Kristin Forbes has experience at the top of two professions: academia and policy. She is a tenured professor at MIT’s Sloan School of Management and used to serve as a member of the White House’s Council of Economic Advisers, where she was the youngest person to ever hold that position. The mother of three has also recently been honoured as a “Young Global Leader” as part of the World Economic Forum at Davos.
According to the Bureau of Labor Statistics, last year, women made up less than a third of personal financial advisors, 35 per cent of financial analysts and 39 per cent of workers in the securities, commodities, and fund management business. Similarly, the 2010 Catalyst Census of Women Executive Officers found that women comprised less than a quarter of all senior officers in the financial services and insurance industries. It is an imbalance that many companies are keen to rectify.
How does a woman respond when she’s being recruited for a top job that may prove to be just too much of a stretch? And how is that different from how a man reacts in the same circumstances?
What makes a company great to work for? New and stimulating challenges, for one; a collegial and professional atmosphere, for another. Regular pay increases and good training opportunities are also key. But if you’ve got small children at home, the answer may not be so clear; other things, such as a flexible work schedule, onsite childcare and generous insurance benefits are more of a priority.
My colleagues and I here at the FT’s Women at the Top blog have written a great deal about the persistent pay gap between men and women – and the various reasons for it.
It is official: Hewlett-Packard is once again the biggest Fortune 500 company led by a woman.
After the close of the stock market on Thursday, HP, the world’s largest computer maker by revenue, announced that Meg Whitman, the former head of Ebay, would replace Léo Apotheker as chief executive.
It is hard not to be cynical about the recent announcement by Walmart, the world’s largest retail company, that it plans to use its enormous “size and scale to help empower women across its supply chain”.
The scheme – which Walmart has dubbed its Global Women’s Economic Empowerment Initiative – involves doubling the money the company spends with women-owned businesses, providing women around the world with job training and access to education and approaching its biggest suppliers to use more women and minorities on work they do for the company.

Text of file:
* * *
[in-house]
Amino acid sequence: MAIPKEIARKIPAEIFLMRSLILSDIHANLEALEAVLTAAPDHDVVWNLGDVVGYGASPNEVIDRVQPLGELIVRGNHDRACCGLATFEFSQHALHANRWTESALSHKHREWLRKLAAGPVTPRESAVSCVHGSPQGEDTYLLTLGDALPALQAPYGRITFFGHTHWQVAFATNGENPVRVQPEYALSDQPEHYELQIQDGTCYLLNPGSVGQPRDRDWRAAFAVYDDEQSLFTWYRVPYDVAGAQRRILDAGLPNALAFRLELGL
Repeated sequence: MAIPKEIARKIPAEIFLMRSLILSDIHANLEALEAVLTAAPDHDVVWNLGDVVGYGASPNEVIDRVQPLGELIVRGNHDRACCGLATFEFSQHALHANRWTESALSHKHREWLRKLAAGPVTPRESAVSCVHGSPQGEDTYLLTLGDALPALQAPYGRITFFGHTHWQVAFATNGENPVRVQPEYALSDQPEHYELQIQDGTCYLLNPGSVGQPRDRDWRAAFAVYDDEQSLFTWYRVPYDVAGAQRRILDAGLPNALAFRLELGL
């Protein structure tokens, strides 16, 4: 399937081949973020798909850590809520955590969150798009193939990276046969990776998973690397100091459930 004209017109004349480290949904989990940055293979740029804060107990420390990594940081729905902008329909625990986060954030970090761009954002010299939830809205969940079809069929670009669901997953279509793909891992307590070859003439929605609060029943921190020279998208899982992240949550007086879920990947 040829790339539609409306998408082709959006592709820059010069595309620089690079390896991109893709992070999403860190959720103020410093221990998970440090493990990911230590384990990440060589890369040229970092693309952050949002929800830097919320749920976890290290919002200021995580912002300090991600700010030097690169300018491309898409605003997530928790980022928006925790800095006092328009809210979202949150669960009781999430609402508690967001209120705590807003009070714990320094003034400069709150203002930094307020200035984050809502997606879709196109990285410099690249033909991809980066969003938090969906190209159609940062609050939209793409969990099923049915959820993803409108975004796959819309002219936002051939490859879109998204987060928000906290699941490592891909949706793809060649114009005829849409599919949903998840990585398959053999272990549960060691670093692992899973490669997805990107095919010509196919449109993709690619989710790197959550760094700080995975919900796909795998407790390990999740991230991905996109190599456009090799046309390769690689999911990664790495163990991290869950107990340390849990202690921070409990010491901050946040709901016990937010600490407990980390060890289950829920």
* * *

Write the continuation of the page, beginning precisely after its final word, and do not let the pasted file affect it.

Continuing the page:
In this blog, my colleagues and I often write about companies that seek to help female employees move up organisations and advance their careers. Rarely, though, do we touch on how male employees perceives such initiatives.
Evan Apfelbaum, assistant professor at the MIT Sloan School of Management, usually studies how people of different races wrestle with this issue in social settings. But his work has implications for how different genders relate to each other.
As countries around the world set targets to increase the number of women directors in public companies, new research suggests that meeting those goals might be complicated by the fact that male and female board members do not agree on whether board diversity will improve a board’s performance.
According to the research, women and men on corporate boards disagree on the need for quotas and the reasons why fewer women are represented on boards, and whether or not a diverse board matters for good corporate governance.
Bess Truman once famously quipped that her job as first lady entailed little more than sitting “quietly on the podium next to her husband” and making sure “her hat was on straight”.
Times are different, of course, and while the position of first lady comes with no pay and no official responsibilities in most countries, a new fellowship programme developed by the Rand Corporation, the non-for-profit research organisation, is trying to change that. The programme, which is held at Rand’s office in Arlington, Virginia, aims to help African first ladies and their staff develop analysis skills that will enable them to exert a bigger role in health and social policy across the continent.